- Neurology: Night Hypertension is easy to affect brain Health?
Most people’s blood pressure drops at night, which doctors call “hypotension”. But for people with high blood pressure, their nocturnal blood pressure will remain the same, or even rise. People with high blood pressure and nocturnal blood pressure may be more likely to develop vascular disease and memory problems associated with damage to areas of the brain, according to a new study published in the journal Neurology.
The researchers say the results provide more evidence of the importance of vascular risk factors in promoting memory problems through efforts, such as maintaining a healthy weight, physical activity and a healthy diet, can effectively prevent the potential effects of high blood pressure. ” The study involved 435 people with an average age of 59 who participated in an aging study in Venezuela. Their blood pressure was monitored at home for 24 hours with a device, measured every 15 minutes during the day and every 30 minutes at night. At the same time, they also performed brain scans to look for areas of the brain associated with damage to white matter hyperplasia. The participants also tested memory and other thinking abilities.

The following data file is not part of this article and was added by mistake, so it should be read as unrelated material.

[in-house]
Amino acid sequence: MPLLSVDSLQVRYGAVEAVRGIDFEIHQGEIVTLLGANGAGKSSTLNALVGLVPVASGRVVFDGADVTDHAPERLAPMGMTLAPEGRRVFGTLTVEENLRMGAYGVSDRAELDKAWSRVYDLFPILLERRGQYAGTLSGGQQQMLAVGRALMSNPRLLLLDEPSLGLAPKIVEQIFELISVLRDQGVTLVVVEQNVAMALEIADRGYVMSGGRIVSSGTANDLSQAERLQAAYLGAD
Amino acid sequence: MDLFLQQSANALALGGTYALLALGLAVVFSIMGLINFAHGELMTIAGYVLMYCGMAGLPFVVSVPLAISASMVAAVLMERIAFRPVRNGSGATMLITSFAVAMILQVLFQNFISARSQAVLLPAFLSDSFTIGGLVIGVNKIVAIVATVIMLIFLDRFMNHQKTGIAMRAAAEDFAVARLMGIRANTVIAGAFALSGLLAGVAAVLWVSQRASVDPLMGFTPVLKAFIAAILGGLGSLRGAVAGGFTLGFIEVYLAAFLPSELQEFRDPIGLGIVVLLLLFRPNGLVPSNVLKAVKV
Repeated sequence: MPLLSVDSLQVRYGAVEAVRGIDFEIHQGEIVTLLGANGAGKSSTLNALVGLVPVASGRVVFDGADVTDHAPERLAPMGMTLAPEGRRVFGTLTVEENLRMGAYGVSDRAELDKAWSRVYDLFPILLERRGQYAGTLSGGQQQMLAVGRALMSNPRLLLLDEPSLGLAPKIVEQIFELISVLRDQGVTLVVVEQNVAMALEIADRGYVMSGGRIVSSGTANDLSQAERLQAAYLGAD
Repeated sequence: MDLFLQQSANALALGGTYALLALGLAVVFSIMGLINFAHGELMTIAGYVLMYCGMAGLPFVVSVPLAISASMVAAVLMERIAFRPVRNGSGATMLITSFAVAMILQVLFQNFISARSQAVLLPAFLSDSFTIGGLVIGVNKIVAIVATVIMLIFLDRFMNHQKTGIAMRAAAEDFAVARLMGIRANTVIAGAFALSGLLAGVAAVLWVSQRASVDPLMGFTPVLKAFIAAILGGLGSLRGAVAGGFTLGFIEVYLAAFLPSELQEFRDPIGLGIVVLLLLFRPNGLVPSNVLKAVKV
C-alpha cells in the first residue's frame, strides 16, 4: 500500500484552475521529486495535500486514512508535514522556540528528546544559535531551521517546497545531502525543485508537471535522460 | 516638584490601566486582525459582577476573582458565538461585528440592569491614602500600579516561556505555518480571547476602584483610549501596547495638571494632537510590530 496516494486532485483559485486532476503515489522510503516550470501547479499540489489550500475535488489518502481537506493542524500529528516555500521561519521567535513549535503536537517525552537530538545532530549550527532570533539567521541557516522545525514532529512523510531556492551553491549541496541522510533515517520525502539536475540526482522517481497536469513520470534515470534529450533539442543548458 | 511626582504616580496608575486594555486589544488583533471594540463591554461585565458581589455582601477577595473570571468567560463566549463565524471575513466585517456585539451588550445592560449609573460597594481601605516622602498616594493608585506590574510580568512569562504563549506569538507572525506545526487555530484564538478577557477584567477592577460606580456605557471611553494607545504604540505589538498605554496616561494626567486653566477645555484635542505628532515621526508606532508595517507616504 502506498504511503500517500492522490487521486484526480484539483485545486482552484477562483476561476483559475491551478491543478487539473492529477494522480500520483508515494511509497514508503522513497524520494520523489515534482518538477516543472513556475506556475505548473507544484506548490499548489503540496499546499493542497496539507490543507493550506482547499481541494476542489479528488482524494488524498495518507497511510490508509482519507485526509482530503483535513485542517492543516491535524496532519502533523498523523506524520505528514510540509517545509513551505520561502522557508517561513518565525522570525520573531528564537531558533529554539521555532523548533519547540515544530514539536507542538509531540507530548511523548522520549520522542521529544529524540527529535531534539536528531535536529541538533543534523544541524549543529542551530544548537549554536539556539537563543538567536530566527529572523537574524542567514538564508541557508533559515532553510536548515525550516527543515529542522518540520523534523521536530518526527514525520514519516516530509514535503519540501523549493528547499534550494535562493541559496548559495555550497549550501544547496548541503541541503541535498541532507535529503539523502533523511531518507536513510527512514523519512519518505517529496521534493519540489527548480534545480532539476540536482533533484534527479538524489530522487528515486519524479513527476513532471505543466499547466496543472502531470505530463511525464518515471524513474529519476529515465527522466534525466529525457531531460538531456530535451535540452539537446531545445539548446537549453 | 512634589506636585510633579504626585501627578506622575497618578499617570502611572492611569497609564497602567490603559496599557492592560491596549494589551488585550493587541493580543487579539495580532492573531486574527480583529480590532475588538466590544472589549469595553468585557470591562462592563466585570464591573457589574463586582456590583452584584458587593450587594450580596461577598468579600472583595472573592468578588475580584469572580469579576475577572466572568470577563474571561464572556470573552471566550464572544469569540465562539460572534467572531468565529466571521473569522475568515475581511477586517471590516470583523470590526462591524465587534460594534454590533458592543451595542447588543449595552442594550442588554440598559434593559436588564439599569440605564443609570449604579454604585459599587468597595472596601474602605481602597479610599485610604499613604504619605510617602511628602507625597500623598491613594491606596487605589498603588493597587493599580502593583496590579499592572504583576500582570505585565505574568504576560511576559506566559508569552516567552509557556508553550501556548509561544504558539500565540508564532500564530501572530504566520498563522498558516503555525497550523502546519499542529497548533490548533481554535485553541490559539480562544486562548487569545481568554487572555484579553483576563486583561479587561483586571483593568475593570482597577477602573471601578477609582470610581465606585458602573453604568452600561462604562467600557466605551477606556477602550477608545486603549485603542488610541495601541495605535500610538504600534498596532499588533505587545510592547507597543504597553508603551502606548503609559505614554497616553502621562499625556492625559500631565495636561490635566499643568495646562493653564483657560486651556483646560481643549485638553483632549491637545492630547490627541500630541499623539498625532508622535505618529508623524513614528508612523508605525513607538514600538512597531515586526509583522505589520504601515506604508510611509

- Circulation: Low-fiber diet leads to hypertension.
Recently, a study by scientists at Monash University confirmed for the first time that a low-fiber diet may lead to high blood pressure. If left untreated, high blood pressure can lead to strokes, myocardial infarction, stiffness of heart arteries and muscles, and stiff kidneys, which can reduce its function. Hypertension is also the most common risk factor for cardiovascular disease. In the study, published in the journal Circulation, the authors used a mouse model to test the difference between a high-resistant starch diet and a low-resistant starch diet. Resistant starch is a kind of fiber food that can resist gastrointestinal digestion until it is absorbed by probiotics when it reaches the large intestine.